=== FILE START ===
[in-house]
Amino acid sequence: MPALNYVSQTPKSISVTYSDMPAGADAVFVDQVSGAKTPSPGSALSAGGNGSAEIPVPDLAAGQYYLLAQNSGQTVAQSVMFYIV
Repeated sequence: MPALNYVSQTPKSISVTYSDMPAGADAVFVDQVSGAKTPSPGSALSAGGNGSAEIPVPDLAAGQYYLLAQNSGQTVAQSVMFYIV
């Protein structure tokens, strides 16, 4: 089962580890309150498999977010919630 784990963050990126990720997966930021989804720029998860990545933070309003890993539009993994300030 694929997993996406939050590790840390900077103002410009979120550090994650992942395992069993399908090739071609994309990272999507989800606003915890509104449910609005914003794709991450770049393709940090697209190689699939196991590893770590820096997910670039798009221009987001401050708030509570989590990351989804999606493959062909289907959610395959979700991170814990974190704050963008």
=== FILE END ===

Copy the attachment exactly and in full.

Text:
[in-house]
Amino acid sequence: MPALNYVSQTPKSISVTYSDMPAGADAVFVDQVSGAKTPSPGSALSAGGNGSAEIPVPDLAAGQYYLLAQNSGQTVAQSVMFYIV
Repeated sequence: MPALNYVSQTPKSISVTYSDMPAGADAVFVDQVSGAKTPSPGSALSAGGNGSAEIPVPDLAAGQYYLLAQNSGQTVAQSVMFYIV
């Protein structure tokens, strides 16, 4: 089962580890309150498999977010919630 784990963050990126990720997966930021989804720029998860990545933070309003890993539009993994300030 694929997993996406939050590790840390900077103002410009979120550090994650992942395992069993399908090739071609994309990272999507989800606003915890509104449910609005914003794709991450770049393709940090697209190689699939196991590893770590820096997910670039798009221009987001401050708030509570989590990351989804999606493959062909289907959610395959979700991170814990974190704050963008």